How does one start?

Interested in trying a capsule wardrobe? Here’s my advice:

  1. Use a guide. Fortunately for us rookies, many have forged the path before and paved the way for us to follow. Check out my favorite capsule wardrobe guide, which has a free wardrobe planner to boot! A few places to learn more about capsule wardrobes are UnFancy, BeMoreWithLess (home of Project 333), and this post by Fashion Magazine. Pinterest also has a ton of great examples of capsule wardobes! If you just want to dip your toes, you can try a 10x10 challenge where you pick only 10 items to mix and match for 10 days. Check out my current 10x10 challenge!

  2. Or use a service. I use Cladwell's capsule app, and I think it’s well worth the $5 per month. Here’s how it works: First, you choose your color palette (neutrals, mains, and accents) and style (Girl Next Door, Eclectic Grunge, Modern Minimalist, etc.). Then Cladwell provides you with a smattering of daily activities, and you choose the ones you actually do. Each activity allows you to edit the times per week you do it, and what you like to wear during the activity. Examples of activities include Work, Date Night, and Social, to name a few. The app also allows you to select the level of variety (total pieces) you want from minimal variety to maximum variety. After you finish, Cladwell’s capsule app generates a capsule wardrobe for you based on your responses. It so nice, and takes all the work out of it. You can also check out Cladwell's Blog for great information on capsules and beyond. Oh, and Cladwell also has a Pinterest where you can follow boards of styles that resonate most with you.

  3. Decide what you want to keep. I suggest going full-on KonMari on your clothes (For real, The Life Changing Magic of Tidying Up should be required reading). To do so means going through every single item of your clothing in one room at one time. I know it sounds overwhelming, and it can be, but it is so worth it -- especially if one of your reasons for wanting to try a capsule wardrobe is to de-clutter and pare down. When going through your clothes, ask yourself what you want to keep, instead of what you want to get rid of. Just this little shift in thinking can make a huge difference in helping you find the items you truly love. Have one pile for “love it” (those items you actually wear, that fit you, and that fill you with good feelings with you look at or touch them) and another pile for everything else (you can address this pile later).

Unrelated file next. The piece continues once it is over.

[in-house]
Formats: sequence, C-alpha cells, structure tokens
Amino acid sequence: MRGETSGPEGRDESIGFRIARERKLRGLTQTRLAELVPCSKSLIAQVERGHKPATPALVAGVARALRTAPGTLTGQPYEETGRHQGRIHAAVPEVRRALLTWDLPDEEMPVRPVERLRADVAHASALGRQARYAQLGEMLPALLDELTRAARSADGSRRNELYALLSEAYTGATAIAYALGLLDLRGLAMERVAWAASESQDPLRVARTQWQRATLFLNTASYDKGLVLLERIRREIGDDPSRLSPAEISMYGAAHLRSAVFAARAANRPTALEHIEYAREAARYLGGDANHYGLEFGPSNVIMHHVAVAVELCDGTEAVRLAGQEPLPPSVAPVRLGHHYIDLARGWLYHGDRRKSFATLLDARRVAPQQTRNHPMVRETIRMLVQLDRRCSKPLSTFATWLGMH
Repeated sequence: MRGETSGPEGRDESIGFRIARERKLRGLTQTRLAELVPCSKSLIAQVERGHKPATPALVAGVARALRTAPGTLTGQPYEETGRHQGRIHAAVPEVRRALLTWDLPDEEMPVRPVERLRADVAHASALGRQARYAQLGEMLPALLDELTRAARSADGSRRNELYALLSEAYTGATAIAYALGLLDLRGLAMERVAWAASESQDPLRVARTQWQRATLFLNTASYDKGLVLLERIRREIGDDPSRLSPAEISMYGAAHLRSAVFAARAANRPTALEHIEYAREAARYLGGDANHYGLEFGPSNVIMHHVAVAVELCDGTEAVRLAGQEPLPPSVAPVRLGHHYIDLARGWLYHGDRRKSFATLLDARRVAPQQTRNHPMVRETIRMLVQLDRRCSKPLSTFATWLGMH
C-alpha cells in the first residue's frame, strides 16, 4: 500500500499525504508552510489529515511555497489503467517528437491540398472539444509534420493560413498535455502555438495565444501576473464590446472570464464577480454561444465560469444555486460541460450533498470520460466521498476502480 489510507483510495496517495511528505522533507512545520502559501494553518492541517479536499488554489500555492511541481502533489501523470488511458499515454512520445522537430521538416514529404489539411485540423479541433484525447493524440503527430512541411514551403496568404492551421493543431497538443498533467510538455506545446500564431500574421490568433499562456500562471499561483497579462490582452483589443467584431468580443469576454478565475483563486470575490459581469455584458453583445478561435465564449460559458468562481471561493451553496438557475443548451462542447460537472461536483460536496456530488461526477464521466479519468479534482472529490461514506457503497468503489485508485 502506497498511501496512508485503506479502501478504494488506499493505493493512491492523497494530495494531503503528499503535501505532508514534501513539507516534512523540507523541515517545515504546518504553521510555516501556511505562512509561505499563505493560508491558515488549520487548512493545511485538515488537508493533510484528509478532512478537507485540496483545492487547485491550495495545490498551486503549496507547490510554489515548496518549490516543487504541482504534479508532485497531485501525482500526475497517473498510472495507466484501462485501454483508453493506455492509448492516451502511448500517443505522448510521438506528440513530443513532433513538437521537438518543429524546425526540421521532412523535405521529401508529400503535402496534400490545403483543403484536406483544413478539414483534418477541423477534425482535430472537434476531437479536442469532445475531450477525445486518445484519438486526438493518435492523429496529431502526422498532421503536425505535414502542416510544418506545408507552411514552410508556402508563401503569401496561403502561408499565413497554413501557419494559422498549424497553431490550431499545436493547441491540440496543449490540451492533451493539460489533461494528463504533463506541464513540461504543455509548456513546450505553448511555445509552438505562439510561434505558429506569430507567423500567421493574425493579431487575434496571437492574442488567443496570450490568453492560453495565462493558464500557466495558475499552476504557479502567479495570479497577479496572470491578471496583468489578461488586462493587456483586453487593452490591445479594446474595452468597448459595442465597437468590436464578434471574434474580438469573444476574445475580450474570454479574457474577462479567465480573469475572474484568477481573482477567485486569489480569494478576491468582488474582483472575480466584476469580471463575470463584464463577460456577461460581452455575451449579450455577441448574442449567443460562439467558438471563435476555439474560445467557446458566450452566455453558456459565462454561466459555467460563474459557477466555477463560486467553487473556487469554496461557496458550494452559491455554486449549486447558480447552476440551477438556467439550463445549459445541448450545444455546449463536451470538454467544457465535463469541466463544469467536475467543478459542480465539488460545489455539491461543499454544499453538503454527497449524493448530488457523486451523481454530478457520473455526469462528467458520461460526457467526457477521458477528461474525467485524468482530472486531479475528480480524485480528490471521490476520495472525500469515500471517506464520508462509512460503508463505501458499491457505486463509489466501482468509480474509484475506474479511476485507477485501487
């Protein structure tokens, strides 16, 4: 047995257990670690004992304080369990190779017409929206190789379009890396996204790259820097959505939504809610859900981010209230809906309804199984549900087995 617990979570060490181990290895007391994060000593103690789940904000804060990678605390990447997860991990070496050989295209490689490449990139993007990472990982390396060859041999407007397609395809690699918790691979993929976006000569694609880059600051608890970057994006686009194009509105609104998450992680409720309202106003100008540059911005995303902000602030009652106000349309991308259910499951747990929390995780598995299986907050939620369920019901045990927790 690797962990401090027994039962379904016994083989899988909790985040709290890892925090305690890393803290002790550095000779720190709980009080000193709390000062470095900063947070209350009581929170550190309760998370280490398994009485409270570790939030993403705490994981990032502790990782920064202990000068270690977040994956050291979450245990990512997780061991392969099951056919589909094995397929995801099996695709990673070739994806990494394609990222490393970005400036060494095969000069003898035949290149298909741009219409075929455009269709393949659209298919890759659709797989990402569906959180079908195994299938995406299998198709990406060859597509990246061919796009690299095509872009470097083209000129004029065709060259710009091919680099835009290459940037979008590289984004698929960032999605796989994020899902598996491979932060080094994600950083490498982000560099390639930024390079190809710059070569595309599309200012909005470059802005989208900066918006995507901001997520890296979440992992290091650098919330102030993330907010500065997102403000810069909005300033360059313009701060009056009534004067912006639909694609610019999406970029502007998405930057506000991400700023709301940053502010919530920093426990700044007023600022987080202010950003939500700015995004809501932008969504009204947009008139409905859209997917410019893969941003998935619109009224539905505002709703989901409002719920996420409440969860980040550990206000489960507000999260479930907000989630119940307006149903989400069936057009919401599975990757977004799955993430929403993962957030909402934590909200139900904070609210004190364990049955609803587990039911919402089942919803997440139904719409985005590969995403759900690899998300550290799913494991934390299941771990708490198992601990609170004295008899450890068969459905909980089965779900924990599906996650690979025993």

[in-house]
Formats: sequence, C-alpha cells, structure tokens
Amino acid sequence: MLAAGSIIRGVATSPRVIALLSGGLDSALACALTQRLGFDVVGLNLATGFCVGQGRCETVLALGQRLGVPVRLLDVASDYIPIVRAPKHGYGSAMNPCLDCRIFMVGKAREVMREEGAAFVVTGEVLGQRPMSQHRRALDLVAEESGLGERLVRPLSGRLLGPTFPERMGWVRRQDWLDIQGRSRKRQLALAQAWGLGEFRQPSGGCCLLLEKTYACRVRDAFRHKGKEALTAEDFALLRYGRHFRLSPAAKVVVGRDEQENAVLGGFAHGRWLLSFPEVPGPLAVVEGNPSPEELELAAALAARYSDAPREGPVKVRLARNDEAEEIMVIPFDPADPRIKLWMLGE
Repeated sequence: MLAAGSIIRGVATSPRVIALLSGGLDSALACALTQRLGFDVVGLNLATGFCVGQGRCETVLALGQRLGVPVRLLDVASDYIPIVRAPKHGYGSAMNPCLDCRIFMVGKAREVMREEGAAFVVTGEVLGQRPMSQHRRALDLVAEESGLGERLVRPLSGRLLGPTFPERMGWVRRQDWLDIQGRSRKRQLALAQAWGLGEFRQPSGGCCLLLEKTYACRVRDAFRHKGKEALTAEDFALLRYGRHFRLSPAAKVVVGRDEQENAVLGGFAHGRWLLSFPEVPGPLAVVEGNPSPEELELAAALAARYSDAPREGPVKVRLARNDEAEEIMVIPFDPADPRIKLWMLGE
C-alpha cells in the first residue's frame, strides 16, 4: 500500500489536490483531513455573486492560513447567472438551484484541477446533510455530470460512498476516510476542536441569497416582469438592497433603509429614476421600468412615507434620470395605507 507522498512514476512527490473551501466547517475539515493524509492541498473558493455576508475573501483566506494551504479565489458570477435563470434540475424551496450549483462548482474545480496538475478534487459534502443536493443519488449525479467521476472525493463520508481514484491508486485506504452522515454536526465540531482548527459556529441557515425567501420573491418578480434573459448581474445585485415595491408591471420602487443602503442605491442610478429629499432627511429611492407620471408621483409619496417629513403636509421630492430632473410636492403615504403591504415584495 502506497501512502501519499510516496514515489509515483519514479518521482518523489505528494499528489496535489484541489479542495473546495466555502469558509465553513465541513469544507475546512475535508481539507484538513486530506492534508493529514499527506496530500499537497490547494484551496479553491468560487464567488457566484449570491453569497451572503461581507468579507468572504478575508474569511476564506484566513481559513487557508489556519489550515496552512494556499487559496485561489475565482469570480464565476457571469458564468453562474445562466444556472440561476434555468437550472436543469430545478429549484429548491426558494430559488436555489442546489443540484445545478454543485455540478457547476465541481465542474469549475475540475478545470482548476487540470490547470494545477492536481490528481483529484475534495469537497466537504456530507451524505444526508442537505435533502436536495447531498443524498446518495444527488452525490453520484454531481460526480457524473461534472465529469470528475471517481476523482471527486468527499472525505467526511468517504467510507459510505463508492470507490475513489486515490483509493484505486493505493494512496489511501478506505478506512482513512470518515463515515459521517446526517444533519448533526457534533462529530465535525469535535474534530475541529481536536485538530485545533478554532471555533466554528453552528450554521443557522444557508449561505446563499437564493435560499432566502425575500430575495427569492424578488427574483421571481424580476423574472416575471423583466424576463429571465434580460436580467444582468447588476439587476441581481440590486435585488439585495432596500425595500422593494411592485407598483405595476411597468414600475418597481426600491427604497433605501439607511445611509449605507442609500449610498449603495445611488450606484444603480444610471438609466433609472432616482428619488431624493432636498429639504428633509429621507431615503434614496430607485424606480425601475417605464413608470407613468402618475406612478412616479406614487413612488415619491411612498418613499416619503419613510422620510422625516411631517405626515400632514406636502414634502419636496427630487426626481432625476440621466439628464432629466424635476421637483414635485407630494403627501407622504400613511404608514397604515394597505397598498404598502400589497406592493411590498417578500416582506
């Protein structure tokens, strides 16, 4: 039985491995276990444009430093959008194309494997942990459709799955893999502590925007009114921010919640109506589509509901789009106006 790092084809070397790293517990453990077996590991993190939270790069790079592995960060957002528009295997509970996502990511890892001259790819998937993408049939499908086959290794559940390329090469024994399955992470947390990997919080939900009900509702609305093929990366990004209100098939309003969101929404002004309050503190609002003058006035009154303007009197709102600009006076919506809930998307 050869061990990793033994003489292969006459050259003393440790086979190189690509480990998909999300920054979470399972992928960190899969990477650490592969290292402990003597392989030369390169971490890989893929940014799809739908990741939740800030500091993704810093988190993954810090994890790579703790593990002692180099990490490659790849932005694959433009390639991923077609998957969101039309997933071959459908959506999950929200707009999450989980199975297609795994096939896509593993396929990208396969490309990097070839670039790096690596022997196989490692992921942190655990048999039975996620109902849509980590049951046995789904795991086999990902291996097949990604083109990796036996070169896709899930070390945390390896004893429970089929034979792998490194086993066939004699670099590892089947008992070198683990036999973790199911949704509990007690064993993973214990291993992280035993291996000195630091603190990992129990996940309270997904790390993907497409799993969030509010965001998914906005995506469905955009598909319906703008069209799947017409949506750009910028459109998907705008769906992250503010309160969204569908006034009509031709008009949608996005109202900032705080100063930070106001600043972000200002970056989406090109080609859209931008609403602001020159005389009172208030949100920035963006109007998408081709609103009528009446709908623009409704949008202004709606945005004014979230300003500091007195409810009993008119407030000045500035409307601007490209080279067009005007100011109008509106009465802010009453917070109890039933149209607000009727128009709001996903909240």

4. Choose your core neutrals with care. Pick out your very favorite neutral base items. What colors do you gravitate towards? These core pieces should allow your other items to be mixed and matched with ease; keep this in mind when selecting. Black, grey, olive, khaki, or brown are all very versatile neutrals to build on. Find out more about colors here, or try an interactive color palette.

  5. Shop your closet first. Use pieces from your “love it” pile to complete your capsule wardrobe guide or generated Cladwell capsule. Grab your very favorite pieces that you know are going to be versatile. Fill in the gaps where you need to by finding an acceptable item out of the “other” pile, or by buying the item you need (though really try to find an item you own that fits the bill first).

  6. Discover your true style. Before I tried using a capsule wardrobe, I was guilty of buying items from those “classics for every closet” pins on Pinterest because I felt clueless. I didn’t feel confident in my own style. Actually, I didn’t even think I had my own style until I looked at my “love it” pile and saw obvious patterns. If you are struggling to find your style, do yourself a favor and take stock of your own “love it” pile; then be realistic about your needs and lifestyle and dress accordingly. It could be that you’ll get way more out of a pair of skinny jeans you actually love to wear than that classic pencil skirt you bought but haven’t touched (or vice versa, depending on your style!).

  7. Bonus: Make some money while you’re at it. Now for that “other” pile! When I did my “Closet Cleanout” I noticed that many of the items I was ready to part with were still in great shape and would definitely be sellable. Since I had so much to get rid of (and some time on my hands) I decided to have a yard sale. If you find yourself in the same position and a yard sale isn’t your thing, you could check into listing items on Craigslist or ebay, or try a physical consignment shop like Plato’s Closet or Clothes Mentor. Another option is online consignment shops, like PoshMark, Tradesy, and ThredUP. Additionally, there are always charities that would be overjoyed to receive your discarded clothes!

  8. What to do with the leftovers from your “love it” pile? I found that I had items in my “love it” pile that would be useful in another season; things like sweaters that I wouldn’t wear year-round. I stored what made sense after scrutinizing the pile one more time to make sure I wanted to keep it all. I also initially I didn’t want to rush to get rid of everything completely in case I hated the capsule wardrobe thing -- I didn’t want to be left with nothing! Thankfully I really enjoy using a capsule wardrobe, so that has allowed me to part with much more from this pile, knowing that I love other pieces more and that those pieces suit me better. I think ideally I’d like to stay under 45 pieces for each season, with many of the items overlapping (tee shirts, button-ups, etc.), but I’m still new at this so I’m trying to figure out that sweet spot for myself. My goal now is to live with what I’ve got, and really only shop for a new item when something from my capsule wears out or doesn’t fit or suit me anymore. My style is not really trendy at all, so this should work well for me. For someone else who likes to follow current trends, switching out pieces more frequently may work better.

And that pretty much sums it up!

Did I miss anything? Do you have tips I haven’t included? A different approach to capsule wardrobes? Let me know in the comments!